Une villa signée Togu à Miami.

Out to conquer the world


Creative entrepreneurs in Marseille and Provence are finding markets abroad, thanks to their high level of excellence. Here are just four of many.


Mod’s Hair
Frédéric Darmon has 25 years’ experience as a hair designer and when he launched Mod’s Hair in Marseille he hired a team of excellent professionals to help. The brand’s social network pages are followed by many in France and around the globe; its online presence boosts the worldwide visibility of French style and excellence. And that’s what enabled Mod’s Hair Marseille and Mod’s Hair Paris, in partnership for the occasion, to open two salons in Los Angeles in the space of ten months. Mod’s Hair USA, the new franchise, plans to grow throughout the country, opening a dozen salons in the next 18 months. The first is symbolic, because it’s on Beverly Boulevard. That’s perhaps a sly reference to the origins of Mod’s Hair, which started out in studio hairstyling for the film world, photographers, fashion shows and couturiers.


Hero Seven
When Marseille-based Erroll Teboul founded Hero Seven in 2007 it was a way to meld his various passions for the vintage world, motor sports and fashion by creating a collection of menswear in his personal style. From a two-year stint in New York he brought home the craze for overprints and vintage. The result is a range of menswear harking back to the 1960s image of the cool male hero, particularly Steve McQueen, the coolest of them all (Hero Seven has a license to use photos of the star). But Hero Seven is also in tune with today’s cult of the organic and eco-friendly, actively working to save Amazonian forests – each product comes with an environmental reminder in the form of a green thread. Hero Seven is thriving, with four shops in the PACA region, 30 outlets in France and ten in the rest of Europe.


American Vintage
It was after several trips to the USA that Michaël Azoulay realised the infinite possibilities of working with cotton. He launched a line of sportswear-style T-shirts which already displayed the basics of the brand’s identity. The cotton is scraped, rolled, raw-cut and mistreated in every way possible to give it the brand’s characteristic loose drape. The website and the first shop, in Marseille, both started up in 2007. These clothes are easy to wear and timeless, but with just enough of an up-to-date twist to adapt to the wearer’s personality. The collection grows year by year (linen items, cotton leggings, menswear, a retail concept,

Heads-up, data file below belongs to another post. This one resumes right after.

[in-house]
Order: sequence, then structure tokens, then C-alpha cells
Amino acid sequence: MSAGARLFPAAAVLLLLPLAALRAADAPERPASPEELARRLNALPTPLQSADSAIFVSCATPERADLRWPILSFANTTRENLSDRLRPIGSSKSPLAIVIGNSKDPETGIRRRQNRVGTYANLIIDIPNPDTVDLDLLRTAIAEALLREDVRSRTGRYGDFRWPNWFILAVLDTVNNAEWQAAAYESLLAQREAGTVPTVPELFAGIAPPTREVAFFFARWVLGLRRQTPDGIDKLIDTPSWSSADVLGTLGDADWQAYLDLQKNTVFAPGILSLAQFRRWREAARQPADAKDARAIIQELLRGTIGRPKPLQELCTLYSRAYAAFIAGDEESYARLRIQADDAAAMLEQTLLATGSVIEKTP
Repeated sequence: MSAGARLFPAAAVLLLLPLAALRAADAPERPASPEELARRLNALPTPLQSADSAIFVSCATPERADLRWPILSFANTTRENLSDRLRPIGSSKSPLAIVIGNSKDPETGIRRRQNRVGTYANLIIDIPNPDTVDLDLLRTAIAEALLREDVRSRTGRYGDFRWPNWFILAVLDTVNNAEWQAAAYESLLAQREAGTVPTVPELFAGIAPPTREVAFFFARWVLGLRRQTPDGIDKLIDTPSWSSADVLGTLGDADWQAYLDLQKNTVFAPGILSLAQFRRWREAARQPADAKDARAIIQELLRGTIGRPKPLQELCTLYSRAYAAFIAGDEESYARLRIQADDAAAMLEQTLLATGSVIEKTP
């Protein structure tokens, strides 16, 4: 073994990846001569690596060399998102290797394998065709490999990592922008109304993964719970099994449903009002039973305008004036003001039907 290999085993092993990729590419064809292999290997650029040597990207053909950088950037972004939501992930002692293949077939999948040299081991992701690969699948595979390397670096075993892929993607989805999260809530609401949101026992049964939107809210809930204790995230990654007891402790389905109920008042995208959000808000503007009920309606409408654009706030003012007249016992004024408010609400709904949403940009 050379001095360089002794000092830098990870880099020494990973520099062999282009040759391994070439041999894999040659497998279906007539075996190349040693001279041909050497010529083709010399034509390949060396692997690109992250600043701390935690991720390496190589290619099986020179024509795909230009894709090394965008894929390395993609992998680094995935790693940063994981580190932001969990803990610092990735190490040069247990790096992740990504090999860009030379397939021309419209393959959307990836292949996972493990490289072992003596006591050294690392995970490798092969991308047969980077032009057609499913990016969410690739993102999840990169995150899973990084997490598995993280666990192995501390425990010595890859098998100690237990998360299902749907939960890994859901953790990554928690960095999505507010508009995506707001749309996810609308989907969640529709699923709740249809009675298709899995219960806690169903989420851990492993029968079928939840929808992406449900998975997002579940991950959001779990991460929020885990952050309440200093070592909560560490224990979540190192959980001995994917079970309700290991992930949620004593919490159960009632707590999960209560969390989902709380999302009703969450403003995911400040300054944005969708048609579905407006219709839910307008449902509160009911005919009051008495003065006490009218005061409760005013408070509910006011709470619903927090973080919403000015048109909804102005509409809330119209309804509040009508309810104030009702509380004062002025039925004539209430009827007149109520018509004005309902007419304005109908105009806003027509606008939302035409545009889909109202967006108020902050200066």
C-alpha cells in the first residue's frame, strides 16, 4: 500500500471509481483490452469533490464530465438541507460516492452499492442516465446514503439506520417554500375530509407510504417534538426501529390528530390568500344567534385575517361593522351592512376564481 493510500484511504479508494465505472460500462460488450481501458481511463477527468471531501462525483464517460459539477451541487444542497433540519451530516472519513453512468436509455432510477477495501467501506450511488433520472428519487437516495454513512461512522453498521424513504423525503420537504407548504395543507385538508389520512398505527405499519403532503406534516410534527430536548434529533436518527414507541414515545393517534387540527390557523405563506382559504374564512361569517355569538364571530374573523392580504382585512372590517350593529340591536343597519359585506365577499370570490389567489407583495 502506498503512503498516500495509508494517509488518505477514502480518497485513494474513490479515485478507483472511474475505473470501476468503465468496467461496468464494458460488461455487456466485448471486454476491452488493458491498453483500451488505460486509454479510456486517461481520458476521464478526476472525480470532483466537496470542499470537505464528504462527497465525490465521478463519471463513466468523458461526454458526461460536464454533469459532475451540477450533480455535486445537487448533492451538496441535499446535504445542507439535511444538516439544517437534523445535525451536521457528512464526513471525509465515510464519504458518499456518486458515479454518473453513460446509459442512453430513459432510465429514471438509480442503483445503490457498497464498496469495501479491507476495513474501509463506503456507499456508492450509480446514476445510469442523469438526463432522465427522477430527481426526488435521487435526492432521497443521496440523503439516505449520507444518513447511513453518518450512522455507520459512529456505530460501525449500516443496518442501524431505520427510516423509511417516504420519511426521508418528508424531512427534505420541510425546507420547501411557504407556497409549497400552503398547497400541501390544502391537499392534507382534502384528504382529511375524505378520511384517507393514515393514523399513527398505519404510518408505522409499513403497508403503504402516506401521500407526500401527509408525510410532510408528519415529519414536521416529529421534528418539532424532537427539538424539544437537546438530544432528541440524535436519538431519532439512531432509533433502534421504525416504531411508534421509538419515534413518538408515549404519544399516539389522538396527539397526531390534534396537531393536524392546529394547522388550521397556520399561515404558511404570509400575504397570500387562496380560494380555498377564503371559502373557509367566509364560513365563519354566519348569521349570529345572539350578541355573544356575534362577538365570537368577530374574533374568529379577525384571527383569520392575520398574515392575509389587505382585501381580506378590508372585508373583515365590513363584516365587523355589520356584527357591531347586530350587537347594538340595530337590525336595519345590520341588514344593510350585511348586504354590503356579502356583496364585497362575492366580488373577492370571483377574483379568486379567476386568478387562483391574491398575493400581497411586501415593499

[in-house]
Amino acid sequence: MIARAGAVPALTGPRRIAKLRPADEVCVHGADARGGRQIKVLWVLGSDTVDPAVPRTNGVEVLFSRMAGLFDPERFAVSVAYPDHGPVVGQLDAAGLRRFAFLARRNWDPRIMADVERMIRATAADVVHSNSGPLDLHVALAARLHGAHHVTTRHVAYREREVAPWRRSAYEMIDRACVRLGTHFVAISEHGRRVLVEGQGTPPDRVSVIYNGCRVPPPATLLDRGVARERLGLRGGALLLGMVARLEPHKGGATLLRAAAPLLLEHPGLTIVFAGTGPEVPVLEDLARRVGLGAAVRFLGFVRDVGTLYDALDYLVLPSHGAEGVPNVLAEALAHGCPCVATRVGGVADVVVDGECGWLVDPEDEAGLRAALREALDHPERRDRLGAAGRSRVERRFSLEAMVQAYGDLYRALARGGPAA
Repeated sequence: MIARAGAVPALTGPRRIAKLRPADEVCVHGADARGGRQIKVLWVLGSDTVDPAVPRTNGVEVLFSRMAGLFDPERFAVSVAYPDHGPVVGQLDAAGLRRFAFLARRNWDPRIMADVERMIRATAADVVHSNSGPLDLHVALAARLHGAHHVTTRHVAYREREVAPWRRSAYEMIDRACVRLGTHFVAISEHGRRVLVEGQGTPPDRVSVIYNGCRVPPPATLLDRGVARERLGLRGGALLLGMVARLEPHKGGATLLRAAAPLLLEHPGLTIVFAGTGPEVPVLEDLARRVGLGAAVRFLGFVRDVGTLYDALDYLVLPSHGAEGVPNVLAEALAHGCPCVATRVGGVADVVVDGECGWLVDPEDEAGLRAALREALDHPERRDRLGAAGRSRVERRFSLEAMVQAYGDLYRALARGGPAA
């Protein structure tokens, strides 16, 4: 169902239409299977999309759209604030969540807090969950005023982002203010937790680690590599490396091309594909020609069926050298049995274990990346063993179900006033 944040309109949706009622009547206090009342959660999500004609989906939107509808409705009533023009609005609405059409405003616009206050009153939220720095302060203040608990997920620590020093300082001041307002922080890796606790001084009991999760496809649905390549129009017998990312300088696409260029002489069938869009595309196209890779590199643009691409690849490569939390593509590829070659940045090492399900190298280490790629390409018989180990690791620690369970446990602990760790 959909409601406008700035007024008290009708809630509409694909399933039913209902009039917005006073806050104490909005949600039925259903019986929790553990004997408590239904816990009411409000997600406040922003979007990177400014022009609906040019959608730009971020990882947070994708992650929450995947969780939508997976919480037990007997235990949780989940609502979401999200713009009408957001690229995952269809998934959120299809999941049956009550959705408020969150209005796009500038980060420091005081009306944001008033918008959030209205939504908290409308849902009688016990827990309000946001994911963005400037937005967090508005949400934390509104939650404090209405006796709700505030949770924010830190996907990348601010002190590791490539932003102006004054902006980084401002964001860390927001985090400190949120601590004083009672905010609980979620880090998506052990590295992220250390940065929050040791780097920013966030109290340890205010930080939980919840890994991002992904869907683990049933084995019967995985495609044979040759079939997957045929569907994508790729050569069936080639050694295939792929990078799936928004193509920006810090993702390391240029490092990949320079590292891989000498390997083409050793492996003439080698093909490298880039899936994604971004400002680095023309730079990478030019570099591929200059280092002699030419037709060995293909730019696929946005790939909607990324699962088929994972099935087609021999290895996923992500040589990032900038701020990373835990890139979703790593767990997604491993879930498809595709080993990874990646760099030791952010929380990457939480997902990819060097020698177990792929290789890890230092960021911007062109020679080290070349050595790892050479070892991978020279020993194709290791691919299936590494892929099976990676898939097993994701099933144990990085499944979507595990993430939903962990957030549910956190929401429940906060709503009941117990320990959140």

accessories for men and women, a women’s sportswear line etc.) and is spreading geographically. With 120 stores around the world and over 1000 sales points, American Vintage is now a must-have for every fashionista’s wardrobe.


Togu’s two-year drive to take its architecture to the global level is bearing fruit. The firm’s first branch outside France opened in Geneva in 2015. Its French touch and its all-encompassing conception of its work (incorporating architecture, design, decoration and furniture) are winning fans in New York and Miami. Founders Stéphane Torres and François Guglielmina are now forming a company in the USA, where they spend a week each month. As well as the prospect of increasing their market share, this conquest of America gives the pair new, creatively stimulating subjects to explore as they confront a new environment and a different clientele. The coherence of their work, following through from the architectural design to landscaping and interior design and fitting, is particularly appreciated in a country where these aspects are usually split up.